In the United States (& the Anglo-American / Francophilic English speaking world in general) wherever there is a French alternative name/spelling for a German toponym the French spelling is favored and considered 'correct' spelling in English; choosing the German spelling can get you marked down in school, and if you persist stubbornly, in trouble. (trust me, I know) ... and on a less political note, some of the more extreme Frenchified words like Cologne / Köln for example, won't be at all understandable to the native English speaker if you choose to insist on the German name/spelling.

    Relevant to you in the United States, prior to WW1&2 swinging political correctness in an Anti-German direction, all continental Germanic immigrants having origins south of the Danes (Dutch, Swiss, Luxemburgers, etc./ people whose ancestors' ethnogenisis lay within the borders of the "First Reich") like their brethren back in Europe, would happily self-identify as 'German' in a general sense in addition to whatever their specific regional sub-ethnicity.

    After the wars and the choice to divide, shrink, ethnically cleanse, and shame Germany & the Volksdeutsche/Germans as official and unofficial US/Anglo-American policy, the term 'German', having become a dirty word so to speak caused those whose immediate ancestors were not inside the borders of the "Second Reich" in 1871* to avoid being 'German' like the proverbial plague. Partially this is a logical shift in the English use of the word German from an ethnic/cultural term of ancient nobility, history, & honor to a more legalistic nationality connotation specific to those whose citizenry belonged to a post 1871 Berlin/Bonn based government & state.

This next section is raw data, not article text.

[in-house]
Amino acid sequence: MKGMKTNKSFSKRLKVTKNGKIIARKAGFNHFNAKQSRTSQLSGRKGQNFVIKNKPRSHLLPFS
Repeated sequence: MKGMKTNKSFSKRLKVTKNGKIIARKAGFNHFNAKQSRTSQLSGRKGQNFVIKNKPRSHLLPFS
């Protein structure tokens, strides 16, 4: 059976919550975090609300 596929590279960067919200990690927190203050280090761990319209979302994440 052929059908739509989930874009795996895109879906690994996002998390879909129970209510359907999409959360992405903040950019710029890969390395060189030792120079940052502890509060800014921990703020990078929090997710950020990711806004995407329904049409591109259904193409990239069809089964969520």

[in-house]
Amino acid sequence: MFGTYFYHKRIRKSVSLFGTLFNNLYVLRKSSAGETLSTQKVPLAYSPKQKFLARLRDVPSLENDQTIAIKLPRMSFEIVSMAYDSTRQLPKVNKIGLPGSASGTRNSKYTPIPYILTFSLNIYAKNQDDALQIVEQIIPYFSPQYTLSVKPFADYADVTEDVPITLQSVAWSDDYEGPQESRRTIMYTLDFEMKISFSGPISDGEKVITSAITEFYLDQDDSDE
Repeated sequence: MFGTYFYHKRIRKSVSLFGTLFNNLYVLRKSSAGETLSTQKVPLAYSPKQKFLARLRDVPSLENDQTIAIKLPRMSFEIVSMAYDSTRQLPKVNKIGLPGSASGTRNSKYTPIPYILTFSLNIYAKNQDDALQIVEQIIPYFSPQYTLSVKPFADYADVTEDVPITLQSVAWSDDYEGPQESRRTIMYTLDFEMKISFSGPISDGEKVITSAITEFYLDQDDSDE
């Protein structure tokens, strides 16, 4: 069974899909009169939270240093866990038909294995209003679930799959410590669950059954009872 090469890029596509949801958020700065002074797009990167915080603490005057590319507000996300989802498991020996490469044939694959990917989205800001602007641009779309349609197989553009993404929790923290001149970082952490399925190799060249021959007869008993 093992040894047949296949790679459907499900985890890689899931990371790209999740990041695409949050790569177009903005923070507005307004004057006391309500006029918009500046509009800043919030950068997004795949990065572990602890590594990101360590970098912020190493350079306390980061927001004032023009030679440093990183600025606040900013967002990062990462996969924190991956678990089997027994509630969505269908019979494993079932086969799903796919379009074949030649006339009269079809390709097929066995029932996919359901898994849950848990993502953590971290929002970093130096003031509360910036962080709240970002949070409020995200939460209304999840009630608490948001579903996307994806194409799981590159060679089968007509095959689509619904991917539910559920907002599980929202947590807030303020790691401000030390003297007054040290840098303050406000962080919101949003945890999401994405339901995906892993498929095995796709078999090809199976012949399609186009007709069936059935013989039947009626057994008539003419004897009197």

*not only have I met Americans of Austrian & Tyrolean & Swiss & Alsatian etc. origins, regions outside the 1871 borders, who are adamantly 'not German, at all' but I've met folks whose ancestral origins were outside the new shrunken 1945 borders - Prussia, Silesia, Sudetenland, Pomerania, etc., with the surname of 'Lowe', 'Klausenberg', 'Rohrbach' etc., whose families were part of the ethnic cleansing & rape of the German east, who not only are adamantly 'not German', the young ones my age have been taught they are 'Polish-American' or 'Czech-American' instead...

    Quote Originally Posted by NikulasStrongbear View Post
    Question.............Does anyone have any info on the Treveri. Information I read clains they are Celtic but I know they referred to themselves as Germanic.
    The simplest answer on the Trevari, as to whether they are Celtic or Germanic, is, 'YES, both'.

    The longer answer is that they were a Celtic people, who like many Celtic tribes who existed in what is the southwestern portion of today's German Sprachraum were culturally & linguistically assimilated into becoming German. The Treveri were not destroyed by the expansion of the Germans, they became part of the modern German population, assimilated specifically into the Franks.

    So during Caesar's time it would be accurate to call them a Celtic/Gaulic people, and later Germanic/German, though according to Roman scholars of the time they spoke a Celtic language while 'boasting' of their Germanic heredity.